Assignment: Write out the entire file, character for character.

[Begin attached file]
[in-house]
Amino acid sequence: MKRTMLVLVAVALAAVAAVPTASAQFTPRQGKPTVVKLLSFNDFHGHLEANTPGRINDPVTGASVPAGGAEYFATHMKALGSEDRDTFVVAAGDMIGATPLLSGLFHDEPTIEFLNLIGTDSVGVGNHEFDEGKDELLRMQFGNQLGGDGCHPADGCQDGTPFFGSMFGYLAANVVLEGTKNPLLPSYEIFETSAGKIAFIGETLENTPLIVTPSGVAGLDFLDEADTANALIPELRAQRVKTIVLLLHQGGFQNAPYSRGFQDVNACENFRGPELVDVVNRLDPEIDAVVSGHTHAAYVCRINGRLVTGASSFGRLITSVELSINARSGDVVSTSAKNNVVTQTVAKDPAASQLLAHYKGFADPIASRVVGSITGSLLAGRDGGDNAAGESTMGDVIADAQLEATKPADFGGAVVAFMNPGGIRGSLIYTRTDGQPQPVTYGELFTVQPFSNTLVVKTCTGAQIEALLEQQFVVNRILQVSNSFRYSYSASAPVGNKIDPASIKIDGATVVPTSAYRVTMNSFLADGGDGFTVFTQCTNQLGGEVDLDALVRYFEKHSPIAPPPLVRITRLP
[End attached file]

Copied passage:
[in-house]
Amino acid sequence: MKRTMLVLVAVALAAVAAVPTASAQFTPRQGKPTVVKLLSFNDFHGHLEANTPGRINDPVTGASVPAGGAEYFATHMKALGSEDRDTFVVAAGDMIGATPLLSGLFHDEPTIEFLNLIGTDSVGVGNHEFDEGKDELLRMQFGNQLGGDGCHPADGCQDGTPFFGSMFGYLAANVVLEGTKNPLLPSYEIFETSAGKIAFIGETLENTPLIVTPSGVAGLDFLDEADTANALIPELRAQRVKTIVLLLHQGGFQNAPYSRGFQDVNACENFRGPELVDVVNRLDPEIDAVVSGHTHAAYVCRINGRLVTGASSFGRLITSVELSINARSGDVVSTSAKNNVVTQTVAKDPAASQLLAHYKGFADPIASRVVGSITGSLLAGRDGGDNAAGESTMGDVIADAQLEATKPADFGGAVVAFMNPGGIRGSLIYTRTDGQPQPVTYGELFTVQPFSNTLVVKTCTGAQIEALLEQQFVVNRILQVSNSFRYSYSASAPVGNKIDPASIKIDGATVVPTSAYRVTMNSFLADGGDGFTVFTQCTNQLGGEVDLDALVRYFEKHSPIAPPPLVRITRLP